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RESEARCHERS HAVE UNEARTHED A 51,000-YEAR-OLD carved deer bone in the Einhornhöhle (“Unicorn Cave”) in Germany that shows evidence of symbolic behavior, according to a study published in Nature Ecology & Evolution, meaning it could be one of the earliest known examples of what we now call art. It is the work of Neanderthals—a big win for the long-mocked archaic humans. (Scholars debate whether they made art, as Homo sapiens did.) The bone was apparently boiled to soften it before it was incised with angular marks: pretty smart! Dirk Leder, who led the excavations, told NBC News that the piece could depict a female figurine or a mountain landscape. Silvia M. Bello, of the Centre for Human Evolution Research in London, told CNN that the artifact is “indicative of sophisticated expertise and great ability in bone working.”
WITH THE PANDEMIC ABATING IN SOME PLACES, a variety of new (or newly expanded) art spaces are getting ready to open their doors. By Art Matters—a new institution in Hangzhou, China, from the cofounders of the fashion label JNBY—will get going in November in a Renzo Piano–designed office building, the Art Newspaper reports. It sports a Theaster Gates concept store, a Rirkrit Tiravanija teahouse is planned. Meanwhile, in Seoul, work has been completed on a striking Herzog & de Meuron–designed home for the Songeun Art & Cultural Foundation and its corporate backer, ST, Designboom reports. It will be inaugurated in September. And in Edinburgh, Scotland, the stalwart Fruitmarket Gallery has doubled in size by expanding into a former club, which will be used for visual art and the performing arts, the Scotsman reports. After a one-year pandemic delay, a Karla Black show will open there tomorrow.
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In the homeland of Banksy, anonymous street artist Jerkface had his London debut at the Maddox Gallery with a solo and online exhibition entitled “Villainy.” The exhibition runs through July 15 and marks a new relationship between gallery and artist. [ARTnews]
Cosmic House—the eccentric London home of architect and historian Charles Jencks, who died in 2019—will open in September as an exhibition and archive space. [Domus]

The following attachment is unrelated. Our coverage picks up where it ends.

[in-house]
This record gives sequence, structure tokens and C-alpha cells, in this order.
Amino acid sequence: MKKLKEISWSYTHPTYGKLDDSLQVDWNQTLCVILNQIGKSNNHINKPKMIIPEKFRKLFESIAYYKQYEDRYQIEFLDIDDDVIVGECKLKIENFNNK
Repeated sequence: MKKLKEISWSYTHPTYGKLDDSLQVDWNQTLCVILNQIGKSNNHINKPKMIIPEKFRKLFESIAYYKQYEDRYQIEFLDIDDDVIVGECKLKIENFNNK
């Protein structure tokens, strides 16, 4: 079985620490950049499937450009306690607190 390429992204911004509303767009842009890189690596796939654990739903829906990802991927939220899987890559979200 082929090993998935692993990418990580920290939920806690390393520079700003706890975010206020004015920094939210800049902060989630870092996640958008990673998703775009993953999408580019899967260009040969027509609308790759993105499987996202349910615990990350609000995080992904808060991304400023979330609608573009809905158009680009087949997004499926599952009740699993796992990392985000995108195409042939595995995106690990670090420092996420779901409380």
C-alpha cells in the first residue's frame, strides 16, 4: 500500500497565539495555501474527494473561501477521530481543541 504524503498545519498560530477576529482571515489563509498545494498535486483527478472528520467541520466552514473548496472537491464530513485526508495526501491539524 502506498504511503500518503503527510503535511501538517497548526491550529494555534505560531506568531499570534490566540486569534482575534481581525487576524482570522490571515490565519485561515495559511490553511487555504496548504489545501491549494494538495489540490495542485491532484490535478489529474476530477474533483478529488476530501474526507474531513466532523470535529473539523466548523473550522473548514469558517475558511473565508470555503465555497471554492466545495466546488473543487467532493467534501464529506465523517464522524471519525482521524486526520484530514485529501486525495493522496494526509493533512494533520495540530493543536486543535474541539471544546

Researcher studying the remains of Indigenous peoples using infrared imaging are helping tattoo artists rediscover lost traditions. “Together, the scientists and artists are showing that the urge to ink our bodies is deeply rooted in the human psyche, spanning the globe and speaking across centuries,” Krista Langlois writes. [The New York Times]
A new exhibition at the Cincinnati Art Museum looks at the famed Monuments Men of World War II, who helped recover and protect art. As for the George Clooney film that tackles the topic, “It compresses the story,” the show’s curator, Peter Jonathan Bell, said, but added, “Still, it’s very good in taking the topic to a broad audience.” [WNYC/NPR]
Former Gagosian director Sarah Hoover recently gave a talk in New York about pregnancy in art and had a public discussion with supermodel Christy Turlington Burns, the founder of a nonprofit focused on maternal health. The New Yorker’s food critic, Hannah Goldfield, reports from the scene. [The New Yorker]
Writer Dushko Petrovich (an ARTnews and Art in America contributor) went deep on that transfixing recent photograph of the Bidens visiting the Carters, in which everyone looks very happy and oddly proportioned. “If you look long enough at the picture itself, it becomes clear that the strangeness of this photo isn’t merely optical,” he writes. [n+1]
New York’s Office of Nightlife, which recently floated the idea of a museum devoted to nightlife in the city, is now proposing the creation of entertainment districts where venues could operate 24 hours a day. [Associated Press]
THE ART COLLECTOR AND PATRON EUGENIO LÓPEZ, who has plowed a fortune into art and a Mexico City museum, admits in a revealing New York Times interview that he once lied to his father, telling him he was headed to a factory in Dallas when he was, in fact, attending the opening of the Menil Collection in Houston. (When you love art, you do what you have to do.) What was the first purchase that López, an ARTnews Top 200 veteran, made? “A Robert Motherwell at Sotheby’s for $160,000 in 1995 when I was 26 years old,” the Jumex juice heir said. “It was the first time in my life I had a real passion for something.” [The New York Times]
Thank you for reading. We’ll see you tomorrow.